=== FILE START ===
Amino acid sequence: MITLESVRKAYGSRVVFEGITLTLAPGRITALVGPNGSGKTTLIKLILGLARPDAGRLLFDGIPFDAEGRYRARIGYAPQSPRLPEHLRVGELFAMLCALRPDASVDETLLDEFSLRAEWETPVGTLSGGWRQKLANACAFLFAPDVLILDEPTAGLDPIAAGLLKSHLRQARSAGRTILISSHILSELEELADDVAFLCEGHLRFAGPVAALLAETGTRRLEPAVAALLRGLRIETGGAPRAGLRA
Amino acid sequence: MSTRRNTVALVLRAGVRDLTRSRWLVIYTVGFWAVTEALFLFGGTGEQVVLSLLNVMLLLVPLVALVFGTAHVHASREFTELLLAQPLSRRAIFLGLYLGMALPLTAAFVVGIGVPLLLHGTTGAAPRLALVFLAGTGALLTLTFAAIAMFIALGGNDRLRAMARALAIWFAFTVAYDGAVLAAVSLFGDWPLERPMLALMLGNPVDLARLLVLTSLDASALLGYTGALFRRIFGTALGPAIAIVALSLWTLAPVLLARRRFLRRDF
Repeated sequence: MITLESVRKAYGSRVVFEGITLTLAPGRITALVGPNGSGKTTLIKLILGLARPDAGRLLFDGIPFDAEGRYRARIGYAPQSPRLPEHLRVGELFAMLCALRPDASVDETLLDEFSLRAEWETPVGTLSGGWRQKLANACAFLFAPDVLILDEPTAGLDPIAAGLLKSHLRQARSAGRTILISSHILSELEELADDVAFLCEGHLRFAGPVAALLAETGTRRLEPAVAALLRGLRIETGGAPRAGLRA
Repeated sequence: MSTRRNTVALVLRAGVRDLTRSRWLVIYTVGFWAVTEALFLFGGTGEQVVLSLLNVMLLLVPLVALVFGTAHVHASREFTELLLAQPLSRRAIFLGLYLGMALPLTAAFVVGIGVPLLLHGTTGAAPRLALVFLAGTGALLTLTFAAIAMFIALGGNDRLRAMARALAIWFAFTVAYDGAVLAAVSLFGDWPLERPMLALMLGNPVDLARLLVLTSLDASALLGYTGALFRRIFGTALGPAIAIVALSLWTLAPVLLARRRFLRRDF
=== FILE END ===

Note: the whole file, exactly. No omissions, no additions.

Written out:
Amino acid sequence: MITLESVRKAYGSRVVFEGITLTLAPGRITALVGPNGSGKTTLIKLILGLARPDAGRLLFDGIPFDAEGRYRARIGYAPQSPRLPEHLRVGELFAMLCALRPDASVDETLLDEFSLRAEWETPVGTLSGGWRQKLANACAFLFAPDVLILDEPTAGLDPIAAGLLKSHLRQARSAGRTILISSHILSELEELADDVAFLCEGHLRFAGPVAALLAETGTRRLEPAVAALLRGLRIETGGAPRAGLRA
Amino acid sequence: MSTRRNTVALVLRAGVRDLTRSRWLVIYTVGFWAVTEALFLFGGTGEQVVLSLLNVMLLLVPLVALVFGTAHVHASREFTELLLAQPLSRRAIFLGLYLGMALPLTAAFVVGIGVPLLLHGTTGAAPRLALVFLAGTGALLTLTFAAIAMFIALGGNDRLRAMARALAIWFAFTVAYDGAVLAAVSLFGDWPLERPMLALMLGNPVDLARLLVLTSLDASALLGYTGALFRRIFGTALGPAIAIVALSLWTLAPVLLARRRFLRRDF
Repeated sequence: MITLESVRKAYGSRVVFEGITLTLAPGRITALVGPNGSGKTTLIKLILGLARPDAGRLLFDGIPFDAEGRYRARIGYAPQSPRLPEHLRVGELFAMLCALRPDASVDETLLDEFSLRAEWETPVGTLSGGWRQKLANACAFLFAPDVLILDEPTAGLDPIAAGLLKSHLRQARSAGRTILISSHILSELEELADDVAFLCEGHLRFAGPVAALLAETGTRRLEPAVAALLRGLRIETGGAPRAGLRA
Repeated sequence: MSTRRNTVALVLRAGVRDLTRSRWLVIYTVGFWAVTEALFLFGGTGEQVVLSLLNVMLLLVPLVALVFGTAHVHASREFTELLLAQPLSRRAIFLGLYLGMALPLTAAFVVGIGVPLLLHGTTGAAPRLALVFLAGTGALLTLTFAAIAMFIALGGNDRLRAMARALAIWFAFTVAYDGAVLAAVSLFGDWPLERPMLALMLGNPVDLARLLVLTSLDASALLGYTGALFRRIFGTALGPAIAIVALSLWTLAPVLLARRRFLRRDF